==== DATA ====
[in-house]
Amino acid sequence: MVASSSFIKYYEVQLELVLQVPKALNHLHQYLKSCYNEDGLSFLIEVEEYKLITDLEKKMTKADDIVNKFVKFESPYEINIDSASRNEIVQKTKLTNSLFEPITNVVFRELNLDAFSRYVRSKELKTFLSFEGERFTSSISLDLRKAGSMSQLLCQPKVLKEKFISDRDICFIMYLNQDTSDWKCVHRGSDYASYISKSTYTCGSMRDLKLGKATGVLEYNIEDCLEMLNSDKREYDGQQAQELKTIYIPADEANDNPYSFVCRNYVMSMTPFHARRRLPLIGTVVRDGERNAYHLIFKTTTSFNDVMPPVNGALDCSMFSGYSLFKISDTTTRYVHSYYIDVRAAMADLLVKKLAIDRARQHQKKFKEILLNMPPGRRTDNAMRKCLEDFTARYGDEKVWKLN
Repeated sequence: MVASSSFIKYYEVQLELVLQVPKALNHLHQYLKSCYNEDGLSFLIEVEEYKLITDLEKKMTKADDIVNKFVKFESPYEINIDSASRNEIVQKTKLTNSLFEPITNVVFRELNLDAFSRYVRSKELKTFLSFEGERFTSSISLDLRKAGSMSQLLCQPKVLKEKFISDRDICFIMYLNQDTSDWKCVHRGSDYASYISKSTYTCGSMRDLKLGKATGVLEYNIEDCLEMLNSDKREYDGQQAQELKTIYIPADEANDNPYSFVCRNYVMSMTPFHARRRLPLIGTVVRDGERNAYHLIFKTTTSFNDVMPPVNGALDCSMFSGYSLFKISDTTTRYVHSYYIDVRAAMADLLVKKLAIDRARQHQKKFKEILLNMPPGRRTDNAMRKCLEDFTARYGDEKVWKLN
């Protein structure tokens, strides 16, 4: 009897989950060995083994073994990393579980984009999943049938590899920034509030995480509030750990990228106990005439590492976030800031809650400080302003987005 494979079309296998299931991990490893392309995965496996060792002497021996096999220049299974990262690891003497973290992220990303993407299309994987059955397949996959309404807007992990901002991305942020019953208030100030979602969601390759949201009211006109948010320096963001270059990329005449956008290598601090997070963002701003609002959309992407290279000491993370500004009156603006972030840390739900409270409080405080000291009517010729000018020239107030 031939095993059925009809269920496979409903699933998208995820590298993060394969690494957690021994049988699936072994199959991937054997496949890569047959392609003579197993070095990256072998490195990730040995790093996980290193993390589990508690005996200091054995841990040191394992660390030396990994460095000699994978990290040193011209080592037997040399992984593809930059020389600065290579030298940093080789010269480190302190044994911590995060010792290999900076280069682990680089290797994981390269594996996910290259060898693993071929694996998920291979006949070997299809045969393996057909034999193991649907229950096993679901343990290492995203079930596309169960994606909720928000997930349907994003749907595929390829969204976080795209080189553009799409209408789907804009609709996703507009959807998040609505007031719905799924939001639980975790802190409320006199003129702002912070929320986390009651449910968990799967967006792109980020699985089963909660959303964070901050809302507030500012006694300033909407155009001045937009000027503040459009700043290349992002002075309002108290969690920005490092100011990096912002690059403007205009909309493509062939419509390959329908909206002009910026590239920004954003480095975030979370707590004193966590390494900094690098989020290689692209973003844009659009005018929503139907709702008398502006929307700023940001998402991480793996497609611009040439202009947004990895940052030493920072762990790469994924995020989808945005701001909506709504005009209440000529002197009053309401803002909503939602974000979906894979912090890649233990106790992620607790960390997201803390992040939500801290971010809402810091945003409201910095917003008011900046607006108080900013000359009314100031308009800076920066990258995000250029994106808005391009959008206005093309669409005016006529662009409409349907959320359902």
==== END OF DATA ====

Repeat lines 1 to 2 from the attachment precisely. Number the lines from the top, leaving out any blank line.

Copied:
[in-house]
Amino acid sequence: MVASSSFIKYYEVQLELVLQVPKALNHLHQYLKSCYNEDGLSFLIEVEEYKLITDLEKKMTKADDIVNKFVKFESPYEINIDSASRNEIVQKTKLTNSLFEPITNVVFRELNLDAFSRYVRSKELKTFLSFEGERFTSSISLDLRKAGSMSQLLCQPKVLKEKFISDRDICFIMYLNQDTSDWKCVHRGSDYASYISKSTYTCGSMRDLKLGKATGVLEYNIEDCLEMLNSDKREYDGQQAQELKTIYIPADEANDNPYSFVCRNYVMSMTPFHARRRLPLIGTVVRDGERNAYHLIFKTTTSFNDVMPPVNGALDCSMFSGYSLFKISDTTTRYVHSYYIDVRAAMADLLVKKLAIDRARQHQKKFKEILLNMPPGRRTDNAMRKCLEDFTARYGDEKVWKLN